Japanese next generation fighter studies pre GCAP (aka i3, F-3)

Its funny how I can agree with everything here but disagree on the f-2, everything that wint wrong with that program happened in Japan. What design work happened in the us was done under GD and very little of that made it into the airframe, when Japan desired to widen the airframe to better fit there new radar they basically had to redesign the aircraft from the ground up. The us wanted a 400 foot^2 wing with a regular steel wing box and the base radar ( the f-16 couldn't handle the asea into the block 70 i think) not what Japan wanted, and all the issues the plane had was from Japan new tech. Then again that probably gave Japan more experience building planes then the f-15j upgrade would have (sense that was gust a tech upgrade with no structure changes).
You need to read this then if that's your opinion.
The study group also stressed their claim that a domestic fighter would cost considerably less than a collaboration program, in complete opposition to American expert opinion. They repeated the same unit-production cost estimate used in the original mid-1985 TRDI study of ¥5 to 6 billion (excluding R&D costs), or only about half of the current cost oflicense-producing the F-15J.

Following the October briefings in Tokyo, American government and industry officials had to regroup and decide how to continue the effort in the face of the new information the Japanese provided. The need for political intervention had become increasingly evident. Most DoD officials agreed with the U.S. reporter who characterized the JDA as having "all but dismissed" the U.S. contractor proposals (Lachica, 1987a). The Japanese had made two fundamental points clear: (1) None of the U.S. contractor proposals fully met the FS-X operational requirements as first revealed in the October briefings, and (2) Japanese technology and subsystem development for an indigenous fighter were in advanced stages of development and could not be dropped or discarded. For the immediate future, the U.S. side believed it was now confronted with two basic options: either focus on further delaying the final Japanese source selection decision beyond the currently planned December deadline, or push for a broad agreement in principle now on a collaborative modification program and work to influence the content and details of such a collaboration later (Button, 1989b, p. 9). The Americans chose the first option.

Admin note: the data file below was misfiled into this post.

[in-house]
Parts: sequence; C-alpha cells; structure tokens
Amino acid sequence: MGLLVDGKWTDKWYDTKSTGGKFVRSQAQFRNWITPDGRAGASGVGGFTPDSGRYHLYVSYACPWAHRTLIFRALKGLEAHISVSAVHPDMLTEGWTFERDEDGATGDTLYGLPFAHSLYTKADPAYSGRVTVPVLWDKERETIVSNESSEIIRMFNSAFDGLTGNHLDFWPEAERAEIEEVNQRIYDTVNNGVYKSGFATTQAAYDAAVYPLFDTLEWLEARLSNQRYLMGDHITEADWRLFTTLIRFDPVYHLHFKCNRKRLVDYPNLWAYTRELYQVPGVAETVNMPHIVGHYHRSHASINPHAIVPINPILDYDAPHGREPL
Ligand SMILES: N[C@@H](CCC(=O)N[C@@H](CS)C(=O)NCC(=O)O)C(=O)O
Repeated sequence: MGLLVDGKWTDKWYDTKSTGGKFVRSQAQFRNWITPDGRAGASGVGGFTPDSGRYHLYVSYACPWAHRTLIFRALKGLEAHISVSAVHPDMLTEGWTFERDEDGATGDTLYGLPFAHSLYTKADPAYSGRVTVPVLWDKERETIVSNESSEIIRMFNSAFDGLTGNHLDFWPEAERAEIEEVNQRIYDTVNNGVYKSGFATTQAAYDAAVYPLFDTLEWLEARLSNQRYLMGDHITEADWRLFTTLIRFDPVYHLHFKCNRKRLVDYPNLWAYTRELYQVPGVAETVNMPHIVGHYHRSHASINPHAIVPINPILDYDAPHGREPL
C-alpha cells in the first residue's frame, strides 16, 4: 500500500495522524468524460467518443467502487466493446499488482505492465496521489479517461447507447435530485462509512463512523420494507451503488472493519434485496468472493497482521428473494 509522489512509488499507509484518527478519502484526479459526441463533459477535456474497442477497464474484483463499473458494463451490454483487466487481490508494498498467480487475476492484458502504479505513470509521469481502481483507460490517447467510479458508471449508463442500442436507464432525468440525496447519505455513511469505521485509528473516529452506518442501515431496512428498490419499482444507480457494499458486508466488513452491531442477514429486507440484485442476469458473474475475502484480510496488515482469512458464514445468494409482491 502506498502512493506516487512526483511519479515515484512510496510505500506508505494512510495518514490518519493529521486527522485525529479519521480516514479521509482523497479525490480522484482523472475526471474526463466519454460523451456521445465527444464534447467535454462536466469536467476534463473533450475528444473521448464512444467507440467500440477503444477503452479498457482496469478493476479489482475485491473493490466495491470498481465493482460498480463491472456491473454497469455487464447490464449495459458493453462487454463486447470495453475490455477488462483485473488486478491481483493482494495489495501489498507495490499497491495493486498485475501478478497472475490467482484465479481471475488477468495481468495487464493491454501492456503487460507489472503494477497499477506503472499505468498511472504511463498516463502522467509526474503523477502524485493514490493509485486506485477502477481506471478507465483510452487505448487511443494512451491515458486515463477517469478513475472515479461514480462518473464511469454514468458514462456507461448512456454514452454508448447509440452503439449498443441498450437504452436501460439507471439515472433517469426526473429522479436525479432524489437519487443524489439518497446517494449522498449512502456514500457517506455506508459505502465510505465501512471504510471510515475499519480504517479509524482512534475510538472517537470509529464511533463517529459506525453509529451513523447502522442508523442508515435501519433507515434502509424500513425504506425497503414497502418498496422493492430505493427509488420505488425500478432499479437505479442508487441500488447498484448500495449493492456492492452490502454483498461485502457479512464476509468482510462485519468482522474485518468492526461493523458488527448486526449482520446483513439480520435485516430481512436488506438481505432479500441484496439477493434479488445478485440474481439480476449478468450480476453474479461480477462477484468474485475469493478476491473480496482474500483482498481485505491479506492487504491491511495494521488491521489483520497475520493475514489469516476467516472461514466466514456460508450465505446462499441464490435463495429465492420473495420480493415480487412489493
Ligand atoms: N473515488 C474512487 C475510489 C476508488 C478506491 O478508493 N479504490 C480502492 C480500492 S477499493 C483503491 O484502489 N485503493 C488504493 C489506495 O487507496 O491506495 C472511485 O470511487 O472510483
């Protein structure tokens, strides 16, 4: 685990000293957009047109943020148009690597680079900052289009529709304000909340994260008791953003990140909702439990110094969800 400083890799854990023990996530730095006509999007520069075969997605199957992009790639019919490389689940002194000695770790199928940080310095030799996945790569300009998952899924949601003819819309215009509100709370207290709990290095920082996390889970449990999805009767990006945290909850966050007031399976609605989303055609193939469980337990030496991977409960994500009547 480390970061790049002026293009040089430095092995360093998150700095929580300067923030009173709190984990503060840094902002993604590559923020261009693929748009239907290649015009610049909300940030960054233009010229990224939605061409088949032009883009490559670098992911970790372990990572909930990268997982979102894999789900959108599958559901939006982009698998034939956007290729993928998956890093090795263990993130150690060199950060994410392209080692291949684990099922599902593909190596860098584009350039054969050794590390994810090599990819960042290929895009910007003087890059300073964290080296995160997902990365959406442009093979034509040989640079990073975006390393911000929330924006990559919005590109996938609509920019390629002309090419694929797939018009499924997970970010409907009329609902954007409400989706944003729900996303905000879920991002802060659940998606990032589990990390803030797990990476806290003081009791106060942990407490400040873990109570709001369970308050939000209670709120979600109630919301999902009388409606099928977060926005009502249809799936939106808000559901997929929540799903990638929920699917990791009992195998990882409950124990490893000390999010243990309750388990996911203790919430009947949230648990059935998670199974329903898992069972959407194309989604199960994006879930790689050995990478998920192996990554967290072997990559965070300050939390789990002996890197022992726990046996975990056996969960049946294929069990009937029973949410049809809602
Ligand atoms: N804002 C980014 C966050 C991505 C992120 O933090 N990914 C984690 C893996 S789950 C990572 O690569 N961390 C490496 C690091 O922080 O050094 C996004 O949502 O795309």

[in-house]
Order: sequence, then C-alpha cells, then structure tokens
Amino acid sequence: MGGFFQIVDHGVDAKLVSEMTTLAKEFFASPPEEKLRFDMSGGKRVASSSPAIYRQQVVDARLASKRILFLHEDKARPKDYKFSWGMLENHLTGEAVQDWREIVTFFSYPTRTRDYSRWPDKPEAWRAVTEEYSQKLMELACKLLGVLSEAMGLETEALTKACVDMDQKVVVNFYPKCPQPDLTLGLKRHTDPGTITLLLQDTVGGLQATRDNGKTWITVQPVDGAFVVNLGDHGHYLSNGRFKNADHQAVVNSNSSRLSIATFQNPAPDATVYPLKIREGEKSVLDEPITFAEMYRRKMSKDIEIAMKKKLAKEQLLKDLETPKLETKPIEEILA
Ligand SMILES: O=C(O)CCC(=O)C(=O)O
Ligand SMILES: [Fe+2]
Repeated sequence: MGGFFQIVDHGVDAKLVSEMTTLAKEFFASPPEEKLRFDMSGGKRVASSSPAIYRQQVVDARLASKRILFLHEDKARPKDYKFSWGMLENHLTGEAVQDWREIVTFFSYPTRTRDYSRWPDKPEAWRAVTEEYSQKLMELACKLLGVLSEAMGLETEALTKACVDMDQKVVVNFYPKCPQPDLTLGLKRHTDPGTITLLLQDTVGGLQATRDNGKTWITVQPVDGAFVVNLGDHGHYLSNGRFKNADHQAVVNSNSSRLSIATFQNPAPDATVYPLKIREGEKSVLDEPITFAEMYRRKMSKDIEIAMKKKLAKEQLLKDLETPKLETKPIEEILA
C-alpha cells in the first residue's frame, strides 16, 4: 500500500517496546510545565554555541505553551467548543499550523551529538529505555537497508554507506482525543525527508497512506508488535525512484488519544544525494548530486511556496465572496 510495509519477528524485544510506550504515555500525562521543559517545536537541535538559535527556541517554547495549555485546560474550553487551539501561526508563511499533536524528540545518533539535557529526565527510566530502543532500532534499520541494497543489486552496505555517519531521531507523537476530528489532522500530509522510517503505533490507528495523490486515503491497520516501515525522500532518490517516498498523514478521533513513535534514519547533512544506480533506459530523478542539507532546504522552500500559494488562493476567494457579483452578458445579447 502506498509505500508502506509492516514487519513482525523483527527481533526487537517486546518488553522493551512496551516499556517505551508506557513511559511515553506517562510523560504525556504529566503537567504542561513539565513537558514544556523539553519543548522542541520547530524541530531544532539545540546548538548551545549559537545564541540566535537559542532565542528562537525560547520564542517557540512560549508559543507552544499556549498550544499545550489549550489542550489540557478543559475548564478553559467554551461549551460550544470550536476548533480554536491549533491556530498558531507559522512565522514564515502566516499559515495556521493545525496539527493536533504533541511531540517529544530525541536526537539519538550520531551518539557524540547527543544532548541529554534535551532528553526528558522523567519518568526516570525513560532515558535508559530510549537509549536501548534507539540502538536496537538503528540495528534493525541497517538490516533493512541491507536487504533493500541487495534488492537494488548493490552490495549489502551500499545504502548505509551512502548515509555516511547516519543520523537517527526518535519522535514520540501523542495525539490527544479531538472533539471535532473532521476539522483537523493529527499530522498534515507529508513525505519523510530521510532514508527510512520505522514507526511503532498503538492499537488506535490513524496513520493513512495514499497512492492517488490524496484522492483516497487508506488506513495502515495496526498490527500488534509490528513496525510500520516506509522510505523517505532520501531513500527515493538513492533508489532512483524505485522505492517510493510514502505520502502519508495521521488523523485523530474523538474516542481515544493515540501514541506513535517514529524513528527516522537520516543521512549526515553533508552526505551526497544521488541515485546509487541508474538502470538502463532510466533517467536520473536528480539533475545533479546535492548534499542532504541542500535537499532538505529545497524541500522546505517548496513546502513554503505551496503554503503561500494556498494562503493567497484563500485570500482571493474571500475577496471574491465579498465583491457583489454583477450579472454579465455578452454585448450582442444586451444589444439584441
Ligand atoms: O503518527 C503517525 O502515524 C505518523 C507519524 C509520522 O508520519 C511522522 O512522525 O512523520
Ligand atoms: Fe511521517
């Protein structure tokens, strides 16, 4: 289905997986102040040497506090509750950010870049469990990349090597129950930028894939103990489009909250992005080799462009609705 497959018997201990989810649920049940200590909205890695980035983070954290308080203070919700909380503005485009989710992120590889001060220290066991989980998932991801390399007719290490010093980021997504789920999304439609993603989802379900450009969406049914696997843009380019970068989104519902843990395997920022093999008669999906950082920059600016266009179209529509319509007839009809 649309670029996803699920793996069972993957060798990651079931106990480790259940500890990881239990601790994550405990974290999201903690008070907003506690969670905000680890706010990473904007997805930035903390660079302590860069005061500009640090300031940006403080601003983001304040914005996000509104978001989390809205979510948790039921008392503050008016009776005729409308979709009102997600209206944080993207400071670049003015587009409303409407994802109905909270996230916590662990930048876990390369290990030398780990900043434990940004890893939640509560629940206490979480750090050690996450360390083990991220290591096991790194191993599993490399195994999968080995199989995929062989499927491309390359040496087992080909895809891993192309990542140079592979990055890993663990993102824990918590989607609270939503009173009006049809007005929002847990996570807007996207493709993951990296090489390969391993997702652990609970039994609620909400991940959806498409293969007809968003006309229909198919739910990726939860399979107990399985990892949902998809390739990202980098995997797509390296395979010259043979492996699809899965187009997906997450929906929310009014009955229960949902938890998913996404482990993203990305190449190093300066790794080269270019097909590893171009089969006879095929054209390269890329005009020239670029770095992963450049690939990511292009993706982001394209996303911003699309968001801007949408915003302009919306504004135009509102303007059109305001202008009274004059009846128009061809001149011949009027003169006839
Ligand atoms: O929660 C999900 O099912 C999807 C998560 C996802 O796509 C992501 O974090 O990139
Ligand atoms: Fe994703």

Indeed, in March, right before the scheduled contractor visits to Tokyo, the U.S. companies mobilized their heavy political guns against the Japanese. Led by Senator Danforth, Congress increased pressure on the Reagan administration to press for an American-based FS-X. Senator Danforth wrote letters to the President, Secretary Weinberger, and Secretary of State Schultz warning that the adverse reaction to a decision in favor of indigenous development could damage U.S.-Japan relations. He argued that purchase of a U.S. fighter was necessary to help reduce the trade deficit and predicted a resurgence of protectionist sentiment in Congress if the Japanese persisted with their domestic program. As he told reporters in midmonth (Lachica, 1987a),
There's no excuse for Japan producing the airplane all by itself, not with a $60 billion trade surplus over the U.S. . . . This is one time the Japanese can't tell us that our products aren't good enough, or that they don't need what we make.